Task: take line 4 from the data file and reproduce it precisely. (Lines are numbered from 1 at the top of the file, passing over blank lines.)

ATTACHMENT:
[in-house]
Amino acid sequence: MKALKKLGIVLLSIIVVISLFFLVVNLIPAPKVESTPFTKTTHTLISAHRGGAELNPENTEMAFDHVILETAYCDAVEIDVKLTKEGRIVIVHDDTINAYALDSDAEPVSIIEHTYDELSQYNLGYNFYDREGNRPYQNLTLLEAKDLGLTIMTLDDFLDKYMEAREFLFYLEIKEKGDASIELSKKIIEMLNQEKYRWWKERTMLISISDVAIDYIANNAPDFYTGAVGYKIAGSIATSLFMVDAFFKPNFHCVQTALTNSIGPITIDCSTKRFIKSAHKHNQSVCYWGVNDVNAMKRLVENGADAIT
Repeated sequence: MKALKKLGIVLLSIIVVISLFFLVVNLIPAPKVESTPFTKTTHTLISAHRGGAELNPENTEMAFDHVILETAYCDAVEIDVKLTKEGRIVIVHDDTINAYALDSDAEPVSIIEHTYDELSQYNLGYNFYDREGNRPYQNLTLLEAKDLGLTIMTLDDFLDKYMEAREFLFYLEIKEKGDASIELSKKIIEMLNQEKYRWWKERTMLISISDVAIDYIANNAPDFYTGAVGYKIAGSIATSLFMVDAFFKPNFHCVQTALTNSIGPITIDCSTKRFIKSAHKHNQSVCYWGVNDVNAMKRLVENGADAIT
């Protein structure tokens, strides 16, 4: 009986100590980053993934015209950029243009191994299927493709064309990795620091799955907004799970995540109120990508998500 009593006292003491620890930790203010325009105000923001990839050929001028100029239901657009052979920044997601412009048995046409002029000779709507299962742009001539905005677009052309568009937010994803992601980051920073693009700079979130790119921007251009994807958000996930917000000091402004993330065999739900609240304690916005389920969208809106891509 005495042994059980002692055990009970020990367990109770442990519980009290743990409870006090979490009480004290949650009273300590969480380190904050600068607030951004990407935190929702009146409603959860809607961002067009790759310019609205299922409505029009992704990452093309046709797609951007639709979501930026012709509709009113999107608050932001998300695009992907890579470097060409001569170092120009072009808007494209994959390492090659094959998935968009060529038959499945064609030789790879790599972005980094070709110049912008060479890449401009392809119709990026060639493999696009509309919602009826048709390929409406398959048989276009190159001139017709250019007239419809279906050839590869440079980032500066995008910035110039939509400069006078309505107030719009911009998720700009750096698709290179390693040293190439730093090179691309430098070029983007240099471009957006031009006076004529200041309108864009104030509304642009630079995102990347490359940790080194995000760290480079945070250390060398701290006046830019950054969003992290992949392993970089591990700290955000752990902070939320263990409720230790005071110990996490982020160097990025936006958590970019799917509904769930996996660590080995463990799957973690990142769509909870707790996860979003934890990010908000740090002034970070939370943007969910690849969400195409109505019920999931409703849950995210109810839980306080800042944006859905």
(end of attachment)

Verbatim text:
């Protein structure tokens, strides 16, 4: 009986100590980053993934015209950029243009191994299927493709064309990795620091799955907004799970995540109120990508998500 009593006292003491620890930790203010325009105000923001990839050929001028100029239901657009052979920044997601412009048995046409002029000779709507299962742009001539905005677009052309568009937010994803992601980051920073693009700079979130790119921007251009994807958000996930917000000091402004993330065999739900609240304690916005389920969208809106891509 005495042994059980002692055990009970020990367990109770442990519980009290743990409870006090979490009480004290949650009273300590969480380190904050600068607030951004990407935190929702009146409603959860809607961002067009790759310019609205299922409505029009992704990452093309046709797609951007639709979501930026012709509709009113999107608050932001998300695009992907890579470097060409001569170092120009072009808007494209994959390492090659094959998935968009060529038959499945064609030789790879790599972005980094070709110049912008060479890449401009392809119709990026060639493999696009509309919602009826048709390929409406398959048989276009190159001139017709250019007239419809279906050839590869440079980032500066995008910035110039939509400069006078309505107030719009911009998720700009750096698709290179390693040293190439730093090179691309430098070029983007240099471009957006031009006076004529200041309108864009104030509304642009630079995102990347490359940790080194995000760290480079945070250390060398701290006046830019950054969003992290992949392993970089591990700290955000752990902070939320263990409720230790005071110990996490982020160097990025936006958590970019799917509904769930996996660590080995463990799957973690990142769509909870707790996860979003934890990010908000740090002034970070939370943007969910690849969400195409109505019920999931409703849950995210109810839980306080800042944006859905």